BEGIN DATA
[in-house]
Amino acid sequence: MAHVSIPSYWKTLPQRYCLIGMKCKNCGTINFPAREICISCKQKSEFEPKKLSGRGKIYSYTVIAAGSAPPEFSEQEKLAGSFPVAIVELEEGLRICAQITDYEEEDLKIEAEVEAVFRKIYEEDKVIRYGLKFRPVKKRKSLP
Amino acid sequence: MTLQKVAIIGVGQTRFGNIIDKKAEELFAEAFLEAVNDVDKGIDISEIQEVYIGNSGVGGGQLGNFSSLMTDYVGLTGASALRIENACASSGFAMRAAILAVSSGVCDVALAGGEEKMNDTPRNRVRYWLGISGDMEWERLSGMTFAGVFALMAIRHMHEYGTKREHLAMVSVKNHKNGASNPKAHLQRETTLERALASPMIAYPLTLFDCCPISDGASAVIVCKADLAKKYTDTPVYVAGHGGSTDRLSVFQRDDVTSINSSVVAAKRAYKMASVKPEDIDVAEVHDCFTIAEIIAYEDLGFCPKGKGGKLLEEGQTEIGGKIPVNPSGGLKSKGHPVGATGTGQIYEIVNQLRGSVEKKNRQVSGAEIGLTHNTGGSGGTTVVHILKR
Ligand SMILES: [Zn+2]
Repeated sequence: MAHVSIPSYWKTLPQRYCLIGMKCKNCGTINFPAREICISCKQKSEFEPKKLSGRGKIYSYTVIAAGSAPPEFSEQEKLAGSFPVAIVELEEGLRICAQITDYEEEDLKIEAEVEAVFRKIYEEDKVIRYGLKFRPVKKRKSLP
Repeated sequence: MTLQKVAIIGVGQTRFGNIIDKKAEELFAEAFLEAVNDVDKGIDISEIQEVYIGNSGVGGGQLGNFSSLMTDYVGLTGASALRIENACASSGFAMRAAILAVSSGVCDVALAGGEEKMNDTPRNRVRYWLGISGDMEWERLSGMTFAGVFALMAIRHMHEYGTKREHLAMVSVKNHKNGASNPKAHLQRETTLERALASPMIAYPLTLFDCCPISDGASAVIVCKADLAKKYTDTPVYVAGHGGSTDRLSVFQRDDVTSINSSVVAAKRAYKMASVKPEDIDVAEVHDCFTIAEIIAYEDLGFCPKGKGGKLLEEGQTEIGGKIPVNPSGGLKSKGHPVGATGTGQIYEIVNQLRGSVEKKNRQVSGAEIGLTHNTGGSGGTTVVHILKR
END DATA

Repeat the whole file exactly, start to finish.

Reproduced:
[in-house]
Amino acid sequence: MAHVSIPSYWKTLPQRYCLIGMKCKNCGTINFPAREICISCKQKSEFEPKKLSGRGKIYSYTVIAAGSAPPEFSEQEKLAGSFPVAIVELEEGLRICAQITDYEEEDLKIEAEVEAVFRKIYEEDKVIRYGLKFRPVKKRKSLP
Amino acid sequence: MTLQKVAIIGVGQTRFGNIIDKKAEELFAEAFLEAVNDVDKGIDISEIQEVYIGNSGVGGGQLGNFSSLMTDYVGLTGASALRIENACASSGFAMRAAILAVSSGVCDVALAGGEEKMNDTPRNRVRYWLGISGDMEWERLSGMTFAGVFALMAIRHMHEYGTKREHLAMVSVKNHKNGASNPKAHLQRETTLERALASPMIAYPLTLFDCCPISDGASAVIVCKADLAKKYTDTPVYVAGHGGSTDRLSVFQRDDVTSINSSVVAAKRAYKMASVKPEDIDVAEVHDCFTIAEIIAYEDLGFCPKGKGGKLLEEGQTEIGGKIPVNPSGGLKSKGHPVGATGTGQIYEIVNQLRGSVEKKNRQVSGAEIGLTHNTGGSGGTTVVHILKR
Ligand SMILES: [Zn+2]
Repeated sequence: MAHVSIPSYWKTLPQRYCLIGMKCKNCGTINFPAREICISCKQKSEFEPKKLSGRGKIYSYTVIAAGSAPPEFSEQEKLAGSFPVAIVELEEGLRICAQITDYEEEDLKIEAEVEAVFRKIYEEDKVIRYGLKFRPVKKRKSLP
Repeated sequence: MTLQKVAIIGVGQTRFGNIIDKKAEELFAEAFLEAVNDVDKGIDISEIQEVYIGNSGVGGGQLGNFSSLMTDYVGLTGASALRIENACASSGFAMRAAILAVSSGVCDVALAGGEEKMNDTPRNRVRYWLGISGDMEWERLSGMTFAGVFALMAIRHMHEYGTKREHLAMVSVKNHKNGASNPKAHLQRETTLERALASPMIAYPLTLFDCCPISDGASAVIVCKADLAKKYTDTPVYVAGHGGSTDRLSVFQRDDVTSINSSVVAAKRAYKMASVKPEDIDVAEVHDCFTIAEIIAYEDLGFCPKGKGGKLLEEGQTEIGGKIPVNPSGGLKSKGHPVGATGTGQIYEIVNQLRGSVEKKNRQVSGAEIGLTHNTGGSGGTTVVHILKR